The successful German tactic of rapidly advancing armored forces and massive air support

10 minutes read.

In German, Blitzkrieg means lightning war (Blitz-Krieg). Blitzkrieg was named so because it included surprise attacks, "Lighting fast" rapid advances into enemy territory, with coordinated massive air attacks, which struck and shocked the enemy as if it was struck by lightning. The German military in World War 2 achieved most of its great victories with the Blitzkrieg tactic.

The development of Blitzkrieg

World War 1 (1914-18) was a long static trench war in which artillery and machine guns made mobile ground warfare almost impossible, suicidal, for both infantry and Cavalry. The element of fire, from the machine guns and artillery, totally neutralized the element of maneuver, at least for the vulnerable infantry and Cavalry. But during the war, two new revolutionary weapon systems were invented and saw initial combat use, the armored tank, and the combat aircraft. Relative to the infantry and Cavalry, both were almost invulnerable to machine gun and artillery fire. In addition to that, their growth potential as powerful motorized vehicles was about to revolutionize warfare.

After the war, various military establishments gave various levels of attention to further study and developing these new powerful weapons, and to the new possibilities of combining their potential with other weapons. In maritime powers the aircraft was integrated with large ships to create the aircraft carrier, which thanks to its much greater strike range totally outclassed the big guns battleships which dominated the seas for centuries. In Russia, with its vast distances, a gigantic force of paratroopers was established to give infantry a whole new mobility, and a huge fleet of light fast tanks was established to give the military new mobility over the vast land. In Britain, well armored "Infantry tanks" were developed to provide the infantry with mobile fire support, and lighter "Cruiser tanks" were developed to replace the obsolete Cavalry.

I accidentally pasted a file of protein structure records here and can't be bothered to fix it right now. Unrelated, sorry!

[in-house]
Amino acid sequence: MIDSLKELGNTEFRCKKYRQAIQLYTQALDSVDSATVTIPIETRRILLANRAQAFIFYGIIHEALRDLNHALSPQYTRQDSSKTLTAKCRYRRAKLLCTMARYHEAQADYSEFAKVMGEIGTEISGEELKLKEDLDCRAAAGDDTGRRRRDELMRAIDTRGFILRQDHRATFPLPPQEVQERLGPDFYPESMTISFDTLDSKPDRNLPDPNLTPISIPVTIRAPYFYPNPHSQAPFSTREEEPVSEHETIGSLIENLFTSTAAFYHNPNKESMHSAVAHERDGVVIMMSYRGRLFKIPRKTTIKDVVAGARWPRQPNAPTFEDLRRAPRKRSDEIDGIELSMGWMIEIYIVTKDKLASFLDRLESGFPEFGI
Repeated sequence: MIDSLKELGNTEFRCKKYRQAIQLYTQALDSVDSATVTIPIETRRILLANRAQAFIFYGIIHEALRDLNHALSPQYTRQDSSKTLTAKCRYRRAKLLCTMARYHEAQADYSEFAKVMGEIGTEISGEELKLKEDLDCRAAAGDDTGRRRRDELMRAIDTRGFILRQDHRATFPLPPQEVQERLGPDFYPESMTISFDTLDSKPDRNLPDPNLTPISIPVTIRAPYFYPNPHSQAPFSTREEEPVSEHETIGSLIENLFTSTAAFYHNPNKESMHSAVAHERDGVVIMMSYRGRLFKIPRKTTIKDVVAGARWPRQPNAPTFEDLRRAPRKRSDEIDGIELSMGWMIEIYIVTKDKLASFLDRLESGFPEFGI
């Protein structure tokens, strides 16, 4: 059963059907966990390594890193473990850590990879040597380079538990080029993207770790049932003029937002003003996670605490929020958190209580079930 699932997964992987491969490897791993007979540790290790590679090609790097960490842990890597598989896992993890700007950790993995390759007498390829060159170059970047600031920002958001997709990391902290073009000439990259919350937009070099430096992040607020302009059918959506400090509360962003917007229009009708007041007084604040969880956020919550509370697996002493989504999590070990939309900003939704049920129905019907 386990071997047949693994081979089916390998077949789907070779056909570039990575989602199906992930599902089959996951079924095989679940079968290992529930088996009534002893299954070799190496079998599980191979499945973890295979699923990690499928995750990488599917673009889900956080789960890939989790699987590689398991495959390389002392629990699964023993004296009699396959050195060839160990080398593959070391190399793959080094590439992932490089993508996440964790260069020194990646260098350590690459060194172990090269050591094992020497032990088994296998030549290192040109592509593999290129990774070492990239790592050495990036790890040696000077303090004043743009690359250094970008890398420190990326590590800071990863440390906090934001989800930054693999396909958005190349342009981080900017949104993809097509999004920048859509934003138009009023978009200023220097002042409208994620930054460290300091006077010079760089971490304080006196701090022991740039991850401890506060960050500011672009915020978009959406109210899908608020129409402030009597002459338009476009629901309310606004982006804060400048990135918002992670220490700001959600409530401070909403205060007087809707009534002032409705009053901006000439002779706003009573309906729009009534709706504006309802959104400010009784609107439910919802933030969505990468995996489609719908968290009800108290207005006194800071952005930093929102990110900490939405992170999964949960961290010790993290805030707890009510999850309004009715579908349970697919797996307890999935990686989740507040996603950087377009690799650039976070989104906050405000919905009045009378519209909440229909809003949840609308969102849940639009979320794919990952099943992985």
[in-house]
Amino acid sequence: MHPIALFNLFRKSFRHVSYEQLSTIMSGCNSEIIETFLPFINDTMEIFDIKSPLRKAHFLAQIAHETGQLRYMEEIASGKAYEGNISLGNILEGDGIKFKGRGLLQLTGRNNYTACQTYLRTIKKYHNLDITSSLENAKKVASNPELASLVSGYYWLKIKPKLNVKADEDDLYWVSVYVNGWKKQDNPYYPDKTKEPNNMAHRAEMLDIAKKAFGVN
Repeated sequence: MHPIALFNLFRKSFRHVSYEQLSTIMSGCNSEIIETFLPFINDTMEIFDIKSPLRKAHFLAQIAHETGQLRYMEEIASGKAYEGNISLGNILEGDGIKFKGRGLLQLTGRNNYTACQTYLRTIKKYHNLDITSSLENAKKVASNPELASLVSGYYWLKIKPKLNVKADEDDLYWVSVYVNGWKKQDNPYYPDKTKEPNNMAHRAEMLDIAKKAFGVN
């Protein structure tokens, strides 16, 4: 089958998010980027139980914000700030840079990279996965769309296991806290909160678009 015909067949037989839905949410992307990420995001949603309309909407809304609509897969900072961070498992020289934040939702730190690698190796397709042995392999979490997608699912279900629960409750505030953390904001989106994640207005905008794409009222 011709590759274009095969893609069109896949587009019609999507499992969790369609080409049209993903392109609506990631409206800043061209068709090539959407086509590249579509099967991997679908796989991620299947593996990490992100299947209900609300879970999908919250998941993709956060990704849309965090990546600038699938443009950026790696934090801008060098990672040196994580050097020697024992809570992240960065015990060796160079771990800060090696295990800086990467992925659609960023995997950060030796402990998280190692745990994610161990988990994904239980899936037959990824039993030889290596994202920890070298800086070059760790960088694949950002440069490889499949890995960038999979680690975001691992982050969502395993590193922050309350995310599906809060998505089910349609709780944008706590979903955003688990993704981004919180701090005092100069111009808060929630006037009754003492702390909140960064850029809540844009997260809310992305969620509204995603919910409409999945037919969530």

Other armies, like in France and Poland, remained conservatively stuck in the previous war. France spent its defense budget on building a mighty line of super-trenches, the Maginot line, with huge fortifications, underground bunkers and tunnels, and heavy but totally stationary artillery. The Polish army's main mobile force remained the obsolete Cavalry. Both spent much too little budget and thought on their air forces.

The German military, bound by severe post-war limitations, was practically forced to develop the most efficient new tactics, which naturally involved using tanks and aircraft for mobile ground warfare. It also learned from and improved over the ideas of British military theoreticians, mainly Basil Liddell-Hart, which openly published their new ideas about fast and deep armor advancement as the future combat tactic.